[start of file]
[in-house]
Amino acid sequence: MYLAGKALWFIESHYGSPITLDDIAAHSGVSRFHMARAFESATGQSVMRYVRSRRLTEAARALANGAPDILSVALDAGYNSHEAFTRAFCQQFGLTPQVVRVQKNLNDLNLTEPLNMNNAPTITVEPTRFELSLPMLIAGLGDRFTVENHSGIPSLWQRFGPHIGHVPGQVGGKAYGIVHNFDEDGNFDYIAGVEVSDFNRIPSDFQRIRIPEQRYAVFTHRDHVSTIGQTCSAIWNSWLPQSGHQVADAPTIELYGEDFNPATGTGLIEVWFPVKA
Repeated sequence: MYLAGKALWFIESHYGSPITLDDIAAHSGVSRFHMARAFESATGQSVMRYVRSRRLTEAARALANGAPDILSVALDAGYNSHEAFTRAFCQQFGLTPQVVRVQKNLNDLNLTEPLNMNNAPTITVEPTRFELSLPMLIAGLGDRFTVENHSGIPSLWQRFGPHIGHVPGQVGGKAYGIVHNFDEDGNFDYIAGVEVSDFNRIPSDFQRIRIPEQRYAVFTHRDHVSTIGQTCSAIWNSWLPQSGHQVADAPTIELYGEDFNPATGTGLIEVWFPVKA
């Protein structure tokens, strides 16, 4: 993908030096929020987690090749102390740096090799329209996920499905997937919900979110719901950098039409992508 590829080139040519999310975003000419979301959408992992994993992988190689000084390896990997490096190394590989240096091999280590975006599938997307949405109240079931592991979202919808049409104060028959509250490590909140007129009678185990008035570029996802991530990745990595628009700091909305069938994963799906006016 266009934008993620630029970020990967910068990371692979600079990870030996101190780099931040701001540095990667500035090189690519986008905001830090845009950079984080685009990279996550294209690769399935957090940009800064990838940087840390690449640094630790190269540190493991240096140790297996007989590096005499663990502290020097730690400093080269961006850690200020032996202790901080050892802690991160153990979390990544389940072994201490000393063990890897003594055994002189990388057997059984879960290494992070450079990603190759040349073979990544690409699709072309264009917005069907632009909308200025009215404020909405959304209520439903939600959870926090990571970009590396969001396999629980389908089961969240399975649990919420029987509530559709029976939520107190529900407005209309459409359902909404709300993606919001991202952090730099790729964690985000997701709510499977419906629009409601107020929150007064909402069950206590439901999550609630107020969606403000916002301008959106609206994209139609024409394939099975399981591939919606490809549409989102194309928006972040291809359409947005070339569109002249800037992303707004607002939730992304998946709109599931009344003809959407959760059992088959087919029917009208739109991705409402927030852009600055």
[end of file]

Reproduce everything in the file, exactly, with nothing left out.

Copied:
[in-house]
Amino acid sequence: MYLAGKALWFIESHYGSPITLDDIAAHSGVSRFHMARAFESATGQSVMRYVRSRRLTEAARALANGAPDILSVALDAGYNSHEAFTRAFCQQFGLTPQVVRVQKNLNDLNLTEPLNMNNAPTITVEPTRFELSLPMLIAGLGDRFTVENHSGIPSLWQRFGPHIGHVPGQVGGKAYGIVHNFDEDGNFDYIAGVEVSDFNRIPSDFQRIRIPEQRYAVFTHRDHVSTIGQTCSAIWNSWLPQSGHQVADAPTIELYGEDFNPATGTGLIEVWFPVKA
Repeated sequence: MYLAGKALWFIESHYGSPITLDDIAAHSGVSRFHMARAFESATGQSVMRYVRSRRLTEAARALANGAPDILSVALDAGYNSHEAFTRAFCQQFGLTPQVVRVQKNLNDLNLTEPLNMNNAPTITVEPTRFELSLPMLIAGLGDRFTVENHSGIPSLWQRFGPHIGHVPGQVGGKAYGIVHNFDEDGNFDYIAGVEVSDFNRIPSDFQRIRIPEQRYAVFTHRDHVSTIGQTCSAIWNSWLPQSGHQVADAPTIELYGEDFNPATGTGLIEVWFPVKA
């Protein structure tokens, strides 16, 4: 993908030096929020987690090749102390740096090799329209996920499905997937919900979110719901950098039409992508 590829080139040519999310975003000419979301959408992992994993992988190689000084390896990997490096190394590989240096091999280590975006599938997307949405109240079931592991979202919808049409104060028959509250490590909140007129009678185990008035570029996802991530990745990595628009700091909305069938994963799906006016 266009934008993620630029970020990967910068990371692979600079990870030996101190780099931040701001540095990667500035090189690519986008905001830090845009950079984080685009990279996550294209690769399935957090940009800064990838940087840390690449640094630790190269540190493991240096140790297996007989590096005499663990502290020097730690400093080269961006850690200020032996202790901080050892802690991160153990979390990544389940072994201490000393063990890897003594055994002189990388057997059984879960290494992070450079990603190759040349073979990544690409699709072309264009917005069907632009909308200025009215404020909405959304209520439903939600959870926090990571970009590396969001396999629980389908089961969240399975649990919420029987509530559709029976939520107190529900407005209309459409359902909404709300993606919001991202952090730099790729964690985000997701709510499977419906629009409601107020929150007064909402069950206590439901999550609630107020969606403000916002301008959106609206994209139609024409394939099975399981591939919606490809549409989102194309928006972040291809359409947005070339569109002249800037992303707004607002939730992304998946709109599931009344003809959407959760059992088959087919029917009208739109991705409402927030852009600055």